• Keble Bolly-Jocksford
      It is not rude to correct people. It IS rude to be cocky in response to being corrected, which some of the yobboes on the old AB used to do.
    • Mr PantsFellDown
      No. It's rude to correct people, and it's a sign of someone who'd have nothing of substance to add to the conversation, so out of a feeling of being outdone, seeks to take you down a peg by trying to make you seem stupid compared to them. And this isn't opinion, it's fact. So yea, it's very rude. It's a type of attack. And it's telling.
  • i almost always notice. i used to correct people when i was little, but it annoyed all of my friends and family, so i quit. lol.
  • If it's something that i don't understand I will ask them to re-phrase it. Most of the people i talk to don't use correct grammar, so I usually don't even bother with correcting them.
  • I notice; correction depends on the situation though. Speaking to my Hubby, alone, I sometimes correct him (sometimes, bcs I don't want him to get offended). I even try to correct myself when I err.
  • I used to be a publication editor, so I almost always notice, but I'm usually too polite to correct.
  • It's one of the things I'm most guilty of on here. I always notice and probably poke fun more often than I should but really, how can you not with gems like this?;)
    • Keble Bolly-Jocksford
      You were guilty of far worse things than that on the old AB, gtravels. You had a reputation as wide as the Atlantic for trolling and attacking other users, many of whom were friends of mine. If you think I'm going to forget your past behaviour you are very much mistaken. Just you remember my birthday is March 16th, and people born on that particular date make staunch, unswervingly loyal friends - and relentlessly unforgiving enemies. So if you want to troll people, don't troll people who were born on March 16th (or friends of people with that birthday) or you'll never hear the end of it. Just you keep that in mind, gtravels.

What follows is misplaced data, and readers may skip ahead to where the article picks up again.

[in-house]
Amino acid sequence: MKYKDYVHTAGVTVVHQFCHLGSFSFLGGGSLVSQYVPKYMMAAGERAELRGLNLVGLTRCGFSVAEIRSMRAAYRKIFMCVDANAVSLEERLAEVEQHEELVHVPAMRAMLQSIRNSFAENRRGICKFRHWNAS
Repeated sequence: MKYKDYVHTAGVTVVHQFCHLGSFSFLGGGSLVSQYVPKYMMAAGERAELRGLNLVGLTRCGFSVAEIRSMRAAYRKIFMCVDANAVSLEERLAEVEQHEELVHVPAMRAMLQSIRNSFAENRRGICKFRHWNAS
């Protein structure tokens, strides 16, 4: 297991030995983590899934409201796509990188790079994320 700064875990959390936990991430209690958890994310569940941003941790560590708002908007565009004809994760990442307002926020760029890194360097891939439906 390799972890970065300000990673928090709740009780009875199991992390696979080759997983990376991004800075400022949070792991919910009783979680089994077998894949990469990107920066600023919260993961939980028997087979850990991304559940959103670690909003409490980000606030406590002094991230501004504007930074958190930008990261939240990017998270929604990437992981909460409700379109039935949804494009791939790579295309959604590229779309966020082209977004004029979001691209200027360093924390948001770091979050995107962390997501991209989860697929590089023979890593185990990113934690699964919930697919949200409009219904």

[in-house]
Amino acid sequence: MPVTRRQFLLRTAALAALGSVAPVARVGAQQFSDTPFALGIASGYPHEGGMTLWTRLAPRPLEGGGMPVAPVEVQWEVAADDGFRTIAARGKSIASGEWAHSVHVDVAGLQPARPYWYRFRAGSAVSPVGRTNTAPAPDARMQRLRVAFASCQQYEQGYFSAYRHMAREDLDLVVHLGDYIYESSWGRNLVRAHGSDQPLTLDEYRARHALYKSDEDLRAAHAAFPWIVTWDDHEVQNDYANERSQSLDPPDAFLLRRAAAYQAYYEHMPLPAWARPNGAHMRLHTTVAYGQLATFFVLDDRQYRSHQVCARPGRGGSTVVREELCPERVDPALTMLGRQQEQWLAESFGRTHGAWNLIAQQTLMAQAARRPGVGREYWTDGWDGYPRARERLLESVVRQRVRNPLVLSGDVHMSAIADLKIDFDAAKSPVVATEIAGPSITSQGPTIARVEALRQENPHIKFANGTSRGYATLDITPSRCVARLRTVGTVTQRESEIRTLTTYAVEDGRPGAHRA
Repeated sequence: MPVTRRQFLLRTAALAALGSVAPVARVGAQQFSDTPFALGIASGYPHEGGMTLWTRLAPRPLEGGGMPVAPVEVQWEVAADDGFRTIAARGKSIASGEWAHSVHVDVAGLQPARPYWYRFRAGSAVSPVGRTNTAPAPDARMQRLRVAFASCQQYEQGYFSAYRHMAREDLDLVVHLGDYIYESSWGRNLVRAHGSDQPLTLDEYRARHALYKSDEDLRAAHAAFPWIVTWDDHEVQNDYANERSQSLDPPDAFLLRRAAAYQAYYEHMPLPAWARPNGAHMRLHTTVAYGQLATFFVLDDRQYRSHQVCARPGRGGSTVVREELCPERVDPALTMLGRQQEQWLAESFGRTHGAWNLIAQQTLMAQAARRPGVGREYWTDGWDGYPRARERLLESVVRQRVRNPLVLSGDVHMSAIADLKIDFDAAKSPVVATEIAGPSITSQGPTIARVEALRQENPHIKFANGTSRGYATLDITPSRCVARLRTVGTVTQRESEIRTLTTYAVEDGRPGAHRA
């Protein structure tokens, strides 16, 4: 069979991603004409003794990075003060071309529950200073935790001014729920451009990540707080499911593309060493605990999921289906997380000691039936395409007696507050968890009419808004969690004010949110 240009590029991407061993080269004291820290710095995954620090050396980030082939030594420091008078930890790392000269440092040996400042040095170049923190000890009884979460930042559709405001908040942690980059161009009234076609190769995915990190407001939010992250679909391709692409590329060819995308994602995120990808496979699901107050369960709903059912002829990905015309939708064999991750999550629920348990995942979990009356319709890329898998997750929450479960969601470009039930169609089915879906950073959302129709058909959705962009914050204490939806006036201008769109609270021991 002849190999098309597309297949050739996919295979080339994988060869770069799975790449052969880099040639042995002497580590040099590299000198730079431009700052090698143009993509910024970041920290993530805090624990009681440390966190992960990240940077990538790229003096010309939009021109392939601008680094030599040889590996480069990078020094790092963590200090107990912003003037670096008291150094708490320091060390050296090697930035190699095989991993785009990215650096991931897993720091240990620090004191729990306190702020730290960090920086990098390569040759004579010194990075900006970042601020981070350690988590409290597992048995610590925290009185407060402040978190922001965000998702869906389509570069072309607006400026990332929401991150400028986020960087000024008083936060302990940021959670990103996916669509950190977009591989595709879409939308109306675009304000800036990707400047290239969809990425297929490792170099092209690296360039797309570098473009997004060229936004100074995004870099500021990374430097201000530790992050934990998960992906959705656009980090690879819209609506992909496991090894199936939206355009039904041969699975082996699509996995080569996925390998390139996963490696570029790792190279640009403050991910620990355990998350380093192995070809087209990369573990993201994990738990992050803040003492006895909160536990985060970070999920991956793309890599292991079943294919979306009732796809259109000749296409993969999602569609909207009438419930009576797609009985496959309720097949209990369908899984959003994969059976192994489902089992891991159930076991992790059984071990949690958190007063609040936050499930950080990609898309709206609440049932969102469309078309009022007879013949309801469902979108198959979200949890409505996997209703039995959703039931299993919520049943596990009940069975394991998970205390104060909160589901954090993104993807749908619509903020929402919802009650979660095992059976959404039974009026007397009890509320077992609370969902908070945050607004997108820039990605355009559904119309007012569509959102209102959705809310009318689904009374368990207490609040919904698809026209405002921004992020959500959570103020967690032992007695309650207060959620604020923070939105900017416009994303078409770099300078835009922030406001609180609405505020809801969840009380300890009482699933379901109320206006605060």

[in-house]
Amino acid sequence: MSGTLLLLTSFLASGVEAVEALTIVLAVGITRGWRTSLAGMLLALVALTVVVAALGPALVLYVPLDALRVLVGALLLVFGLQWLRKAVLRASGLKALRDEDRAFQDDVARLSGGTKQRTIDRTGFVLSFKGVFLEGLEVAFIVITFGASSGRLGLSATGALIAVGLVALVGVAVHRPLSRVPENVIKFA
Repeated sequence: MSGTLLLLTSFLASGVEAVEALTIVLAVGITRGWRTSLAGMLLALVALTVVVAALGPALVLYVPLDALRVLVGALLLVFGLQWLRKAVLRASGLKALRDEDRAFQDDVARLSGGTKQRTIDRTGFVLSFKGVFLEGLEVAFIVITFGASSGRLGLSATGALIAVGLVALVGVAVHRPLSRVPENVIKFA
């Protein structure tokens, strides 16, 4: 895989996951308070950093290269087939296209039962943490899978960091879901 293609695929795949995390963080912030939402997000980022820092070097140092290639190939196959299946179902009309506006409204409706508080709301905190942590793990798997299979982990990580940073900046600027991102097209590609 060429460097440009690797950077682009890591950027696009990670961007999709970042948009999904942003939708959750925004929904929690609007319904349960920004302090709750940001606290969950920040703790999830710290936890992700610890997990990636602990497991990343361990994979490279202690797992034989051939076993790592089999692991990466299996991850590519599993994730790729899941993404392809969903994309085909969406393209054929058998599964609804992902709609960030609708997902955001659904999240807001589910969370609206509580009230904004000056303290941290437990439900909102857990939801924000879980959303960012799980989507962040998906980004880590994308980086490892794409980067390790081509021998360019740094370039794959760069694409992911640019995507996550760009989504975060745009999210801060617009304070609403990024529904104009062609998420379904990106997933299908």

• I do notice but I almost always ignore it. I decided long ago that understanding was much more important than spelling, grammar, syntax, and punctuation. Therefore, I don't bother correcting strangers. However, when it comes to selecting a mate, I'd like her to be educated. So it depends on the situation.
  • I do notice. I stopped correcting them because they think you are picking on them and there are many ABers who's native language is not English.
  • I always notice! The first thought that pops into my head is whether or not they have a high school diploma. It is very surprising that many people with college degrees don't speak as though they have one. I occasionally correct when it is repeated too many times. Sometimes they don't believe that double negatives exist. I just love "I'll see if I can't do it". How about you see if you CAN do it.
  • Yes, I do notice, and yes, I do correct them.
  • Hell no. It's a detail, not a point.